I learn something new today.
The clothes dryer stopped drying. The repairman went to the dryer and pulled
out the lint filter. It was clean. We always clean the lint from the filter
after every load of clothes. He told us that he wanted to show us something.
He took the filter over to the sink, and ran hot water over it. I am sure
you know what your dryer's lint filter looks like. WELL...the hot water just
sat on top of the screen! It did not go through it at all!
He told us that dryer sheets cause a waxy film to build up over the screen,
and this does not let the air pass through, so the heating unit overheats
and burns out.
You cannot SEE the film, but it's there. This is also what causes dryer's to
catch fire, and potentially burn your house down with it !
He said the best way to keep your dryer working for a very long time (and to
keep your electric bill lower because your clothes will dry faster) is to
clean that filter after every load, and wash it with hot soapy water with an
old toothbrush (or other brush) every three months.
He said that makes the life of the dryer at least twice as long! How about
that! Learn something new everyday !
I certainly didn't know dryer sheets would do that. So, I thought I'd share!
NOTE: I went to my dryer & tested my screen by running water on it. The
water ran thru a little bit but mostly collected all the water in the mesh
screen. I washed it with warm soapy water & a nylon brush & I had it done
in 30 seconds. Then when I rinsed it the water ran right thru the screen!
There wasn't any puddle of water at all !
That repairman knew what he was talking about !
While the information about lint filters in the email is true, it is
difficult to ascertain if the incident described (the conversation with "the
Maytag guy") actually occurred. It may simply be a fictionally tool to get
the point of the message across. In short, this tip is well worth heeding if
you own a clothes dryer. If you use dryer sheets, it would be wise to scrub
the lint filter periodically to remove any residue. As well, general lint
build-up can be a fire hazard and significantly reduce the efficiency of the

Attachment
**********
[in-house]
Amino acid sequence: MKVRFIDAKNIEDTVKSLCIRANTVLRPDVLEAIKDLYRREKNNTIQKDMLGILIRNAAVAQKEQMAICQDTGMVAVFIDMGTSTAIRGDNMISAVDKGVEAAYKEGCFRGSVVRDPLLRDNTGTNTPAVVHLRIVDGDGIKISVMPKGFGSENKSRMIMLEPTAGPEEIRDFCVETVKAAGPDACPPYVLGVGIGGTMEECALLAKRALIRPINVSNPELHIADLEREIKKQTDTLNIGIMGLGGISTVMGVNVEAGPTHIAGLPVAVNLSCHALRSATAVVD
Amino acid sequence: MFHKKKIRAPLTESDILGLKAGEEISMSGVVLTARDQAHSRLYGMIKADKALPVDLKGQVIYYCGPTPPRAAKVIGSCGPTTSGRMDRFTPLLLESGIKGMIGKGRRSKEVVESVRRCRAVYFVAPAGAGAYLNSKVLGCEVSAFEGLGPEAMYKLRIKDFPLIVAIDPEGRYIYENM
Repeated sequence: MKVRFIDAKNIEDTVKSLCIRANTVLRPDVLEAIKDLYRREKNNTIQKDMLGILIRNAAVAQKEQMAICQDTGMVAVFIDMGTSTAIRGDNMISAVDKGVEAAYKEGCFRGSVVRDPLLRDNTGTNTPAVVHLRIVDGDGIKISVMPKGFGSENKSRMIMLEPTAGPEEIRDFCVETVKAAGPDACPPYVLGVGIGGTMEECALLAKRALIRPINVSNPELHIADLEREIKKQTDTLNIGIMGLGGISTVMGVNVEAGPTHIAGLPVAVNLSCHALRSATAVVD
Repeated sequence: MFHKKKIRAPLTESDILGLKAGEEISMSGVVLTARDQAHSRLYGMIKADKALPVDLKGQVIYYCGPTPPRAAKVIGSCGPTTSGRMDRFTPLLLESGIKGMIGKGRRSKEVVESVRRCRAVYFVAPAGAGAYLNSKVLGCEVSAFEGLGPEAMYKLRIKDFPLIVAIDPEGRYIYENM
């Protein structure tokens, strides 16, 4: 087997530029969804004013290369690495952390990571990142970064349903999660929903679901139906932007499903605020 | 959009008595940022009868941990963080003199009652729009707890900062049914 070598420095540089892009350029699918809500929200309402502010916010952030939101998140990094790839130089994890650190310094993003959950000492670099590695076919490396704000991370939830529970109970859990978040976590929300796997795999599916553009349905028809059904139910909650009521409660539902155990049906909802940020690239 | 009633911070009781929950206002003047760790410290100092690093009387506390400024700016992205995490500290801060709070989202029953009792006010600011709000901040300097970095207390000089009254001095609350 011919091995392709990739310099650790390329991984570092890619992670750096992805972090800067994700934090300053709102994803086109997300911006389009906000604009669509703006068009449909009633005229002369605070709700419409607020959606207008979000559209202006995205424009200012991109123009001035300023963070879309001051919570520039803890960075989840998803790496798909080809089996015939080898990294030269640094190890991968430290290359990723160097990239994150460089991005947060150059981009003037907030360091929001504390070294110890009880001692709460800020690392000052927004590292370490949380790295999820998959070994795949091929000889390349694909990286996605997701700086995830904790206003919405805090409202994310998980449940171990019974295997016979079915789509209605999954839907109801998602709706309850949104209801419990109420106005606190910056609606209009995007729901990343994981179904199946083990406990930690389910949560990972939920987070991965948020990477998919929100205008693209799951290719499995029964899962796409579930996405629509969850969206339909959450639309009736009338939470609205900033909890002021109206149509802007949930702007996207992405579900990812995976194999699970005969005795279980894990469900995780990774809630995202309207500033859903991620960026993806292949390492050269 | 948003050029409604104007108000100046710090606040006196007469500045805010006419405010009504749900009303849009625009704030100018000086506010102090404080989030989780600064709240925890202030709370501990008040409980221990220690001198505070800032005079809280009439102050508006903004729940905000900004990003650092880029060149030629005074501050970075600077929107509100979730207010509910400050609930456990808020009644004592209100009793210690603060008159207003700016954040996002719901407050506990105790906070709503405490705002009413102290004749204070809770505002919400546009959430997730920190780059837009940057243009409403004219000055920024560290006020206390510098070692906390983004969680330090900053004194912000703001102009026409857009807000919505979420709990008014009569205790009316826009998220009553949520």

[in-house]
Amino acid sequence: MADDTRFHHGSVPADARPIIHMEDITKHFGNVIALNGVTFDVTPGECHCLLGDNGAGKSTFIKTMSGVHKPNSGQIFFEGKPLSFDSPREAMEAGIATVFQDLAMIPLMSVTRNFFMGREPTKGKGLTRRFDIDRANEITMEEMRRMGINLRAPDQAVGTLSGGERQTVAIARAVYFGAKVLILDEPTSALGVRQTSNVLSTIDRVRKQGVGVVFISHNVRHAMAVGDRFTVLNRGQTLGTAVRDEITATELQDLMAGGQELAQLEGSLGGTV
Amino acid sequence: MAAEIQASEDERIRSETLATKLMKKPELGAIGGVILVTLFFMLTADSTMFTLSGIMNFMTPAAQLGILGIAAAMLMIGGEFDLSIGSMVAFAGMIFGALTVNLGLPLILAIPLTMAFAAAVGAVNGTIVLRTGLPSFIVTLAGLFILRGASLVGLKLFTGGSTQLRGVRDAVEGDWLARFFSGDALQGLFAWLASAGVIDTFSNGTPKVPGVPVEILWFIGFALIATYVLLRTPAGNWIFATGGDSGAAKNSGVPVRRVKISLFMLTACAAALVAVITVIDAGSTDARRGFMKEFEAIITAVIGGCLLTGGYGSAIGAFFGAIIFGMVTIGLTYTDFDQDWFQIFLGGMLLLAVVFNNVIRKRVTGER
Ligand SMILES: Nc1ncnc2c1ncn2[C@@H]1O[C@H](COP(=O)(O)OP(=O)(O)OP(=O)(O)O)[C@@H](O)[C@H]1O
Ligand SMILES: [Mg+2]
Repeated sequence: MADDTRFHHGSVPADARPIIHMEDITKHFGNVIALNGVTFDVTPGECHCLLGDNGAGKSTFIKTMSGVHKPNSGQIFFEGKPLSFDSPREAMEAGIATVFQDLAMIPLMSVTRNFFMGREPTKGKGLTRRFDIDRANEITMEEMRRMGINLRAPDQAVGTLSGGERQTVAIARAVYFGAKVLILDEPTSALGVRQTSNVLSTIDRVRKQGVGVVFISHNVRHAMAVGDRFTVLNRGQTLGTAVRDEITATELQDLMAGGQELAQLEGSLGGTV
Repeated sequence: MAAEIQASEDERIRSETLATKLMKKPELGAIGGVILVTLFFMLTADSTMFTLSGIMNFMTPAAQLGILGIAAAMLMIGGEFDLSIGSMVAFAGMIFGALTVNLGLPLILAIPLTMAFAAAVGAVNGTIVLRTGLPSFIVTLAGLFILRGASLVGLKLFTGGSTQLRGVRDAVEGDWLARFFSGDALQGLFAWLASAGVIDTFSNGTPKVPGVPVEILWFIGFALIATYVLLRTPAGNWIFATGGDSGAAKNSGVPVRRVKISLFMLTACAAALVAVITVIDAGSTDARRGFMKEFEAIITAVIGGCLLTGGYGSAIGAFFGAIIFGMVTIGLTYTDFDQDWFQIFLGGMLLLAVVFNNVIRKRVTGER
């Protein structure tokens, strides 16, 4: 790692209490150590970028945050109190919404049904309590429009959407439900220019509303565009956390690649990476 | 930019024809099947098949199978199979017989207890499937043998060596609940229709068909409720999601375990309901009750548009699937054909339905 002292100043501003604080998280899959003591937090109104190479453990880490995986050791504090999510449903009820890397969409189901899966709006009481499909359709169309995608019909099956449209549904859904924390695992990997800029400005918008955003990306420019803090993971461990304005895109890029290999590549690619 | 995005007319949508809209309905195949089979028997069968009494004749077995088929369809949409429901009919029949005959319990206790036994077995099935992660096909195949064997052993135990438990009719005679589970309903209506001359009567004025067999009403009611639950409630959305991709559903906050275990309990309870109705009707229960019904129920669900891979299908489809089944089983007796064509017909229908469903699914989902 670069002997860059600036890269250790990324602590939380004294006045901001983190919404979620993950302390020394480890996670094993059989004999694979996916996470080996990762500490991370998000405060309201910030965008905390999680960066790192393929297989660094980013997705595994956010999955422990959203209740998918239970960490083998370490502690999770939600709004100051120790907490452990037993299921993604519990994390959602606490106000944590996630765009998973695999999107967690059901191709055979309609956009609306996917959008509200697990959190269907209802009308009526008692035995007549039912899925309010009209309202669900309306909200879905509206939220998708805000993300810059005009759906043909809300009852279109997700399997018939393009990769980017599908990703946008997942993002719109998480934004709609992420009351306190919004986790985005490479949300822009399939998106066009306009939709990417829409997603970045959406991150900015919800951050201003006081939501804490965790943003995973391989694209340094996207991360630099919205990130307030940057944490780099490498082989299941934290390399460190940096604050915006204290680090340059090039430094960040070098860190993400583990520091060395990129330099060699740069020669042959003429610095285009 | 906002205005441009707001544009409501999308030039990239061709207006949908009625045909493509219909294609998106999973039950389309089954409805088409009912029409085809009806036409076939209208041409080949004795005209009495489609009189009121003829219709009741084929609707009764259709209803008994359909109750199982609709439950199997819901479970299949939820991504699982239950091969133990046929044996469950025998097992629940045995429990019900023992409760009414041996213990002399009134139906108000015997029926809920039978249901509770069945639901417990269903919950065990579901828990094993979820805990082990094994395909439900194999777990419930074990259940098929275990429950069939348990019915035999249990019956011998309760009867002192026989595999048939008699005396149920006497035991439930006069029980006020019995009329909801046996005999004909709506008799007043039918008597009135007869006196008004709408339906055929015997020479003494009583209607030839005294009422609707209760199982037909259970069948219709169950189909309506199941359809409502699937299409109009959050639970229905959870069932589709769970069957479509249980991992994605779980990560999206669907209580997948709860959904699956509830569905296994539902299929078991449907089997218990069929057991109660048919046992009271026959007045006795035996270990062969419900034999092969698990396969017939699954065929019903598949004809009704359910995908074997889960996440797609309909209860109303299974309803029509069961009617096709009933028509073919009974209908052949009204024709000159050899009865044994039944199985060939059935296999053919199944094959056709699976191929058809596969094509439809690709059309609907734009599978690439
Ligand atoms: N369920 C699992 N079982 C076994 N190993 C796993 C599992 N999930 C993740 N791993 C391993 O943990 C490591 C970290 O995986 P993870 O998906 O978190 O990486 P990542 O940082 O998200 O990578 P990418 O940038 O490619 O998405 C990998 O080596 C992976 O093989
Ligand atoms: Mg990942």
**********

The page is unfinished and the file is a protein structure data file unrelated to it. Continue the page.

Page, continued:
The information in this email forward is basically true. Dryer sheets can,
in fact, clog the lint filter in the way described. Asko appliances, has the
following information on its website:
Can my lint filter be clogged even though it appears clean?
Yes, the chemicals from fabric softener sheets can clog the filter. To test
this, drop some water on it, if it runs through, it's OK. If not, it's
clogged. This can easily be washed away with soap and water and a soft
brush. We don't recommend dryer sheets, but if you feel you need them, use
only half a sheet and be sure to remove them after each load.
Also, the Asko DRYER USE AND CARE GUIDE includes the following
We recommend that you do not use fabric softener sheets in the dryer.
Over time, the chemicals on these sheets can build up inside the lint filter
and clog the holes that circulate the air.
WASHINGTON, March 5, 2001 -- The U.S. Consumer Product Safety Commission
estimates that in 1997, there were an estimated 16,700 fires, 30 deaths and
430 injuries associated with clothes dryers. Some of these fires can occur
when lint builds up in the filter or in the exhaust duct. Under certain
conditions, when lint blocks the flow of air, excessive heat build-up can
cause a fire in some dryers.
To prevent fires:
- Clean the lint filter
regularly and make sure the dryer is operating properly. Clean the filter
after each load of clothes. While the dryer is operating, check the
outside exhaust to make sure exhaust air is escaping normally. If it is
not, turn the dryer off and look inside both ends of the duct for lint.
Remove any lint found there. If there are signs that the dryer is hotter
than normal, this may be a sign that the dryer's temperature control
thermostat needs servicing.
- If clothing is still
damp at the end of a normal cycle or requires longer dryer times, this may
be a sign that the exhaust or ling screen is blocked.
- Check the exhaust
duct more often if you have a plastic, flexible duct. This type of duct is
more apt to trap lint than ducting without ridges. Inspect the duct for
kinks or crushing, which can greatly reduce the airflow.
- Closely follow
manufacturers' instructions for new installations. Most manufacturers
specify the use of a rigid or flexible metal duct to provide a minimum
restriction of airflow. If metal duct is not available at the retailer
where the dryer was purchased, check other locations, such as hardware or
builder supply stores. If you are having the dryer installed, insist upon
metal duct unless the installer has verified that the manufacturer permits
the use of plastic duct.